A common situation our clients on probation face is being arrested for a new offense. They often remark that they are just unlucky. The client then faces not only a new criminal case, but a probation violation case that could land the client in jail or prison for significant time. This is especially so because the burden of proof is lower for a probation violation.
When the new case is a felony, judges often propose that the probation violation hearing and the new case’s preliminary hearing be held at the same time.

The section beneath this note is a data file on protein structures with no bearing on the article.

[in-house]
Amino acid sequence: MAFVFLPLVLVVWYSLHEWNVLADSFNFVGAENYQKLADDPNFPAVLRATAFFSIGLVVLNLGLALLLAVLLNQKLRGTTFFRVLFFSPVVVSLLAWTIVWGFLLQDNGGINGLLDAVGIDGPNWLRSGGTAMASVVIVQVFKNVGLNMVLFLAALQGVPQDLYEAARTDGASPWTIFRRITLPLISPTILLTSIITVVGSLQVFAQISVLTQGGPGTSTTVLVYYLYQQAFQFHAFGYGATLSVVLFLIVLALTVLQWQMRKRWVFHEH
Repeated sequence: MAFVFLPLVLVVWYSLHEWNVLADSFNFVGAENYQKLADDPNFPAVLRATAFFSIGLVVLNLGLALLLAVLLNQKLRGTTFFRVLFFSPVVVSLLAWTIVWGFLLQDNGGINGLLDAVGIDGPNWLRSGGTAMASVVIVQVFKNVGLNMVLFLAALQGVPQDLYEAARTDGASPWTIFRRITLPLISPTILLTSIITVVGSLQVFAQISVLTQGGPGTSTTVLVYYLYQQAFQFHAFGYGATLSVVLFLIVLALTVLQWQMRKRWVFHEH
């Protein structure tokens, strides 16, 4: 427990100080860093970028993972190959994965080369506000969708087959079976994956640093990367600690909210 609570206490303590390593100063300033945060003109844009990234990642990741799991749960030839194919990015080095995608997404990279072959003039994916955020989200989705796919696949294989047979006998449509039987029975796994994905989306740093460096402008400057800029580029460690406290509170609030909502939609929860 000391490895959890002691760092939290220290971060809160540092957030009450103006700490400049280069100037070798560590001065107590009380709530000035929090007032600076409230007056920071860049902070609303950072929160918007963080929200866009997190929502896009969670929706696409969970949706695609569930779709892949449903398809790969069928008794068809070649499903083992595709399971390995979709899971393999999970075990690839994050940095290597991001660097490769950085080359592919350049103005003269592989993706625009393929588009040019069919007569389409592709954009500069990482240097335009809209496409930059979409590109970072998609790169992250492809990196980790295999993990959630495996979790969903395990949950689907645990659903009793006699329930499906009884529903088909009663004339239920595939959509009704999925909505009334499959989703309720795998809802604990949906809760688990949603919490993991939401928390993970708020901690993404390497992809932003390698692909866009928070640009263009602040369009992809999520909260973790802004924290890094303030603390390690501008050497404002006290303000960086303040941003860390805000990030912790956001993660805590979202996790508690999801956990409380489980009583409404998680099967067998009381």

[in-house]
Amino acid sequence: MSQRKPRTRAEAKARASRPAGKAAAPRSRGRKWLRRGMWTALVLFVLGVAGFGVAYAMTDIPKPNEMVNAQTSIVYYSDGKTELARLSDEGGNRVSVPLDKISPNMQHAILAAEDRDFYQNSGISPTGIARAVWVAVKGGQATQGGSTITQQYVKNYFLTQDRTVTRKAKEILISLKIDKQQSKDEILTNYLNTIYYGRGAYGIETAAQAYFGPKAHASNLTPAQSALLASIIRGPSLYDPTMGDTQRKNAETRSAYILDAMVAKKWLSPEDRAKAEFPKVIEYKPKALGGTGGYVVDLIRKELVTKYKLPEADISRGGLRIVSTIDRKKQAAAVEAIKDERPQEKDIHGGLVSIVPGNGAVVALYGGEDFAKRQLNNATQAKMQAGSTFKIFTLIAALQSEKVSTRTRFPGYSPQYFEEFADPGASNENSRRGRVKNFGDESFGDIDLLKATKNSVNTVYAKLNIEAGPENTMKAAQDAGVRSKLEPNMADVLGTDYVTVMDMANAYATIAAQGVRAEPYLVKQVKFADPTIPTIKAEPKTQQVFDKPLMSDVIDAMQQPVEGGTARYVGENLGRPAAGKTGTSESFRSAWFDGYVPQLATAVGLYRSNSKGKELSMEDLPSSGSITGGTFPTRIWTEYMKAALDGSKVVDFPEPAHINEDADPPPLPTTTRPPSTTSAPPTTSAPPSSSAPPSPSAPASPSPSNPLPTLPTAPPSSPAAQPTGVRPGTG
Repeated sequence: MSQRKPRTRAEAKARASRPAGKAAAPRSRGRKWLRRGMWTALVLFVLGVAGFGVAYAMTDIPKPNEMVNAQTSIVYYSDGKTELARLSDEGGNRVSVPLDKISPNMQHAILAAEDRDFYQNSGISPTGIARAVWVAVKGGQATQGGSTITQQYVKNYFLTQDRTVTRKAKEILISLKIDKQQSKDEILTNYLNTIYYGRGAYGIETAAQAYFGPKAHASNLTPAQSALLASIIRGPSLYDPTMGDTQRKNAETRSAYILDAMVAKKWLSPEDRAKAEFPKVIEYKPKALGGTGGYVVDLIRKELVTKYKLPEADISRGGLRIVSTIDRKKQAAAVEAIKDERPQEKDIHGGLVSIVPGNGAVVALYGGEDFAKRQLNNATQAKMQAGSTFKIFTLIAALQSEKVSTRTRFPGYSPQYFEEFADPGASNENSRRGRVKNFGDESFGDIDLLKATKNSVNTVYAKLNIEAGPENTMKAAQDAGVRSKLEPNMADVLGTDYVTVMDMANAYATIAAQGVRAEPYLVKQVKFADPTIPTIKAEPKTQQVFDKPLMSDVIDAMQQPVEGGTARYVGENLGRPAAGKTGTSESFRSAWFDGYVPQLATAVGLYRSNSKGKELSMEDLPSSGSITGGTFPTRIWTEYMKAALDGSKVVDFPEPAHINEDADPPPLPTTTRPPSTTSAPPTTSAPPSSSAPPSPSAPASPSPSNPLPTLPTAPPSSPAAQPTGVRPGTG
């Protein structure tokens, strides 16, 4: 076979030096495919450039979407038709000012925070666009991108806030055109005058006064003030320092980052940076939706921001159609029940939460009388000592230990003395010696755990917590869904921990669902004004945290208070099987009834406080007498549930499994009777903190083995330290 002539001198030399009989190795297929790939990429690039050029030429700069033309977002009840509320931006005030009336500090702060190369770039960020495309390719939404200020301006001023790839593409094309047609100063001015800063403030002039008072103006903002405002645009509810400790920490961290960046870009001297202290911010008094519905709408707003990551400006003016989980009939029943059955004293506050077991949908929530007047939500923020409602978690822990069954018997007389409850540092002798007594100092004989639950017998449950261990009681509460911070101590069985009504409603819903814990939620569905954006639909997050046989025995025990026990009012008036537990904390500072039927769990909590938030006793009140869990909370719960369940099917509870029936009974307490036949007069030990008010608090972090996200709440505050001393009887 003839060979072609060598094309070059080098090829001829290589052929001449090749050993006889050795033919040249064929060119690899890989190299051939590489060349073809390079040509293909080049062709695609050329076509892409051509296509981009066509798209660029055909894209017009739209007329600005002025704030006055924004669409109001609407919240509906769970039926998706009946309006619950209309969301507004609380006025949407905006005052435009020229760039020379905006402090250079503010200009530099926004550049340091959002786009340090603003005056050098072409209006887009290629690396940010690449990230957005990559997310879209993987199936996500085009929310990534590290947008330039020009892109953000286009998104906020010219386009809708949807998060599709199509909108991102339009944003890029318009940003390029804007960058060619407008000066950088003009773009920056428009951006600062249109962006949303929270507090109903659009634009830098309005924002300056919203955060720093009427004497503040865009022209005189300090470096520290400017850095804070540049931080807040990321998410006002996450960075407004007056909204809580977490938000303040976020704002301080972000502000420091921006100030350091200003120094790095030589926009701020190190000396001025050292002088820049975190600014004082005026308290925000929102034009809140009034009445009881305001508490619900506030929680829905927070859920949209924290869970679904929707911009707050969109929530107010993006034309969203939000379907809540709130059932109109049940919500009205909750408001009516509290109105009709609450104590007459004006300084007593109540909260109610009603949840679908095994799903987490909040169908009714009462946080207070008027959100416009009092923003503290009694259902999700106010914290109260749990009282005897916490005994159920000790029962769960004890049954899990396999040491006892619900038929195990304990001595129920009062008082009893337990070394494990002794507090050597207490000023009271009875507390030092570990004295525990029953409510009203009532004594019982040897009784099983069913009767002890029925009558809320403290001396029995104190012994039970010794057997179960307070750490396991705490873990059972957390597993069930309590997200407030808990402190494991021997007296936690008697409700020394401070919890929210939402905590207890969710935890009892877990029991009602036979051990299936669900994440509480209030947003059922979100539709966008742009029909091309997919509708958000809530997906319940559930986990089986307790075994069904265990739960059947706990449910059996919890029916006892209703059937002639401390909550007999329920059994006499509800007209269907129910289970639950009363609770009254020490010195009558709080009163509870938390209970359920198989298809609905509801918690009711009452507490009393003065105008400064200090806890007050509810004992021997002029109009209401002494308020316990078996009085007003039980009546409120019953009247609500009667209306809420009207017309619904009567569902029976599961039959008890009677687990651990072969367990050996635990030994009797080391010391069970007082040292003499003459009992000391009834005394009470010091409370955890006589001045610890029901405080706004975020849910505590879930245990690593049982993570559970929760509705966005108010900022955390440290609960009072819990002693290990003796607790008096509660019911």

In Myesha Quarterman’s case, she was placed on felony probation in 2008 for various theft-related offenses (identity theft (Penal Code § 530.5), receiving stolen property (Penal Code § 496(a)) and four counts of commercial burglary (Penal Code § 459)). She was then arrested in 2010 for pawning a camera and camera accessories, allegedly with knowledge that the items were stolen. She was charged with receiving stolen property (a felony) and violating her probation
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